Kittery Town Manager Kendra Amaral, seen here in a Seacoast Online file photo, said the driver of a day care bus that crashed on the highway on Aug. 10 had the appropriate driver's license for the vehicle with no medical restrictions, but her investigation found that the town did not check his driving history as part of the hiring process. Credit: Shawn St. Hilaire | Portsmouth Herald

KITTERY, Maine — Driving record checks were entirely left out of the hiring process for this year’s Kittery Community Center summer camp staff, according to the town’s internal investigation into the hiring of a counselor who crashed a mini-bus carrying 11 children earlier this month.

In addition, the court record check conducted by the town’s human resources department only included the county of residence for the applicant, a narrow review of possible criminal history.

Thirteen people, including 11 children under age 10, were sent to the hospital when the KCC’s SAFE program van crashed on Interstate 95 in Greenland Aug. 10, while on its way to a day trip at Candia Springs Adventure Park. One child suffered life-threatening injuries, according to state police, but all have since been released from area hospitals.

New Hampshire State Police believe the driver, John Guy, 21, of Kittery, a KCC summer camp counselor, experienced a medical emergency while behind the wheel. Guy was placed on leave pending the conclusion of both the town and state police investigations.

Following the crash, court documents and driving records revealed a past that included two convictions of driving to endanger, three instances of operating after suspension, two instances of failure to display valid inspection sticker and two speeding violations in 2013 and 2015. In addition, Guy told court officials in York District Court he had a history of epilepsy and grand mal seizures, as well as recent involvement in Alcoholics Anonymous.

Credit: Deb Cram | Portsmouth Herald

Town officials and police have declined to release details about the medical emergency they say Guy suffered, possibly leading to the crash. It is not clear what, if anything, the town knew about Guy’s epilepsy.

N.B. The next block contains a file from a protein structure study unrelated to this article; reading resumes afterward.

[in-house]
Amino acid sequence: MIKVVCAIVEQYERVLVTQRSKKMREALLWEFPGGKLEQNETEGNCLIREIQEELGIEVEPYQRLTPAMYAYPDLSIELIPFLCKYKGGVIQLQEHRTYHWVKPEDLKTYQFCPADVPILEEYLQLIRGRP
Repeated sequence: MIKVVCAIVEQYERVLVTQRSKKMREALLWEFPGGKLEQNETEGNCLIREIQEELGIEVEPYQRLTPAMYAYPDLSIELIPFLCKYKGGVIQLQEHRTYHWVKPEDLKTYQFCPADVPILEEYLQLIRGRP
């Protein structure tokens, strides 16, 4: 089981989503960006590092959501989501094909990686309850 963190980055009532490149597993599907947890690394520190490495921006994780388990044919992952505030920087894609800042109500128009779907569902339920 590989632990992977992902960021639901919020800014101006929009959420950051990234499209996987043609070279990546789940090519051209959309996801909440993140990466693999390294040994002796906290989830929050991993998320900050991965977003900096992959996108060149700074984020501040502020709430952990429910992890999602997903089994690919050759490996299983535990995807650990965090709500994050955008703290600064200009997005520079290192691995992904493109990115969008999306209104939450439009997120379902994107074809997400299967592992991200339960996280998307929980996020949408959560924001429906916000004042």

But the Maine Bureau of Motor Vehicles was provided with enough information to issue an indefinite license suspension to Guy effective Aug. 13, after receiving an adverse report of driving, according to Kristen Muszynski, spokeswoman for the Maine Secretary of State’s Office.

The results of Kittery’s internal investigation, conducted by Interim Police Chief Don O’Halloran, were released Friday, and show an effort to enhance documentation for hiring KCC staff in 2017 did not specify who was responsible for each part of the process. As a result, statewide driving record reviews were left out for all summer camp staff this year.

In her report to the families of those affected by the crash, Town Manager Kendra Amaral said aside from the driving check, there were no other irregularities in the hiring process of Guy. Some details, she said, cannot be released due to legal restrictions regarding personnel information.

“The internal investigation concluded that the driver had a valid driver’s license appropriate for operation of the van (a 2010 GMC Savana transport van), with no medical restrictions, during the time of employment with the town,” she said. “He was trained on the safe operation of the van.”

Amaral said the SAFE program van was typically driven by a program supervisor or other full-time year-round staff, but on occasion, camp counselors performed driving duties when needed. Guy had driven three times prior to the Aug. 10 accident, Amaral said.